This week I'm adding the final supplement: iron.  Rather important considering I try to give blood every few months.  Also likely to cause me more gut problems.  Hopefully not though.

Regarding last week and the chiropractic place... according to my doctor, the kind of marketing I sat suspiciously through is about standard for about half of chiropractic places.  So, uh, rampant manipulative psychology is the norm.  Since I haven't been to a chiropractor in years, I must've missed that transition.  Apparently it's either something along the lines of what I sat through, or the place will present itself like a doctor's office.  So it's not necessarily that this place is terrible and awful, so much as that they've been trained (knowingly or not) in the ways of unsavory manipulation by people they paid to do so. 

I... can't argue with them wanting to have more customers and keep their income going, especially if their particular practice is as good as they say it is.  But I really don't like being anywhere near manipulative psychology.  Depending on how badly my x-rays speak of my spine, I might have to put up with it anyway.  Wish me luck? 

Friday, June 10, 2016

Reading NeuroTribes, part 1

I'm presently reading my way through a book called NeuroTribes: the Legacy of Autism and the Future of Neurodiversity, by Steve Silberman.  This is after more than half a year of stiff resistance, or perhaps I should say nerves.  The book is heralded as basically the singular book to read regarding autism as a disability.  It's not a parents' how-to-guide, but a historical and philosophical work that presents the history of autism, early and current incidences of it, the development of various schools of thought, and then explains the concept of neurodiversity... or, more or less, the idea that humanity needs autism and other brain differences if we're to continue advancing as a species.

The book is well over 500 pages long, and as it's not a cherished fantasy story, I'm making slow progress through it.  Thus far I'm less than 150 pages in, but I highly recommend it (just like everyone else).

The first thing Silberman does is pore over documents of the past, in various languages, to bring us a few tales of clearly autistic people of the past.  One in particular was a nobleman of the 18th century, and his habits and mannerisms were so peculiar that they invited a great deal of discussion and comment... and so we have enough about him to put it together and clearly say, "this man was probably autistic." The book details his later life extensively, where he vigorously set himself to the advancement of his curiosity and science.  But unlike most scientists, he cared nothing for credit or his name in history books, so most of his impressive discoveries were never credited to him, but rather to others.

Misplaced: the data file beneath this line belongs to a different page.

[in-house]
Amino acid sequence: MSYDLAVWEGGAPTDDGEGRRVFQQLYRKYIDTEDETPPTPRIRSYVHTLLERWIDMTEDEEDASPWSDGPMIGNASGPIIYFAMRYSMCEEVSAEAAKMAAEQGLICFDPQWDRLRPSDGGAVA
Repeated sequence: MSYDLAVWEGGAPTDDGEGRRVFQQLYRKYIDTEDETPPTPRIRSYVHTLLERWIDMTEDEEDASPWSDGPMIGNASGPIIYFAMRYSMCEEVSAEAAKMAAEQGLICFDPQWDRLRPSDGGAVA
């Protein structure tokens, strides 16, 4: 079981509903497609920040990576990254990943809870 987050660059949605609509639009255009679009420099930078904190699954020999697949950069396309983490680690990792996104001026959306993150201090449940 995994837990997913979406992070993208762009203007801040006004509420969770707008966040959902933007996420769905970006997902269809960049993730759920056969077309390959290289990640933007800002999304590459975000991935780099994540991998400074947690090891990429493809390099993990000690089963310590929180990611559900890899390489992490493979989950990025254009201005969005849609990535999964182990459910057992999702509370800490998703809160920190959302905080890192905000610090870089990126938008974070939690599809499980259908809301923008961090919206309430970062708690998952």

I had to smile as I read the descriptions of the man, Lord Henry Cavendish.  When I was younger, I would throw myself into things that interested me much like the descriptions of him in the book.  And the letters and descriptions Silberman draws on regarding his social habits are all too familiar.

There are also stories of families whose children got their autism diagnoses young, and so were thrown into the therapy roulette.  I say "roulette" because so little was known of autism at the time, it was anyone's guess what might help a kid.  Things like bleach treatments, gluten-free diets, tests for heavy metals, therapists of all stripes, vaccines...  all were options.  To some extent, that's still true.  But we do have some evidence that Applied Behavioral Analysis (ABA) can help, now, which is leaps and bounds better than having nothing.

I've just finished off the section on Hans Asperger, the man who lent his name to Asperger's Syndrome.  My formal diagnosis, years ago now, was in fact Asperger's Syndrome, rather than high functioning autism or even merely autism.  The difference, at this point, is merely semantics in the US.  The American Psychological Association rolled many autism disorders into simply the "autism spectrum."  (I've gone over a better visualization of the spectrum than the mere line I'd always visualized already.)

It's always jarring and depressing for me to read about Nazi Germany. Had I been alive back then, I would have likely been killed or put in a concentration camp for my autism.  So that's the first connection that makes it more real.  The second is more profound to me: my dad's father lived in Austria, as part of a lapsed Jewish family.  Lapsed, meaning they didn't really take their religion all that seriously.  But that didn't matter to the Nazis.  A Jew was a Jew, and all of them needed to be eradicated, like every other "genetically unfit" person.  My grandfather escaped Austria, but we don't know what happened to his family.  Considering how little family I have, I take that rather personally.